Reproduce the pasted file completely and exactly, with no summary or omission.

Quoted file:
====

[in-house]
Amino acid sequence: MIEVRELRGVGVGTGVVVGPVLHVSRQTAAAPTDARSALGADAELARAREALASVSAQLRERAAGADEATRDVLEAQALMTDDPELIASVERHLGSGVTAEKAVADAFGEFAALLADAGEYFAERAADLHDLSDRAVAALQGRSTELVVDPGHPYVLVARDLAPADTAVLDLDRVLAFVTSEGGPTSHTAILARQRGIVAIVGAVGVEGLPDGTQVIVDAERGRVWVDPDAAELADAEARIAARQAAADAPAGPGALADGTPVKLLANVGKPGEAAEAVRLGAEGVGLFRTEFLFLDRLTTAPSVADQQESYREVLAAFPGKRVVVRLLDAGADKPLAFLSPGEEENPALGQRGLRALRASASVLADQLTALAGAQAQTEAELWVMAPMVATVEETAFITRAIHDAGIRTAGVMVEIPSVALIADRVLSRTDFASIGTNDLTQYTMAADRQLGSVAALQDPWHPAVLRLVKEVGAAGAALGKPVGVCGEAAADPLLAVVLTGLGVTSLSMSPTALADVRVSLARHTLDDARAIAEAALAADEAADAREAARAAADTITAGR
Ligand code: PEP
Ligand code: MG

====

[in-house]
Amino acid sequence: MIEVRELRGVGVGTGVVVGPVLHVSRQTAAAPTDARSALGADAELARAREALASVSAQLRERAAGADEATRDVLEAQALMTDDPELIASVERHLGSGVTAEKAVADAFGEFAALLADAGEYFAERAADLHDLSDRAVAALQGRSTELVVDPGHPYVLVARDLAPADTAVLDLDRVLAFVTSEGGPTSHTAILARQRGIVAIVGAVGVEGLPDGTQVIVDAERGRVWVDPDAAELADAEARIAARQAAADAPAGPGALADGTPVKLLANVGKPGEAAEAVRLGAEGVGLFRTEFLFLDRLTTAPSVADQQESYREVLAAFPGKRVVVRLLDAGADKPLAFLSPGEEENPALGQRGLRALRASASVLADQLTALAGAQAQTEAELWVMAPMVATVEETAFITRAIHDAGIRTAGVMVEIPSVALIADRVLSRTDFASIGTNDLTQYTMAADRQLGSVAALQDPWHPAVLRLVKEVGAAGAALGKPVGVCGEAAADPLLAVVLTGLGVTSLSMSPTALADVRVSLARHTLDDARAIAEAALAADEAADAREAARAAADTITAGR
Ligand code: PEP
Ligand code: MG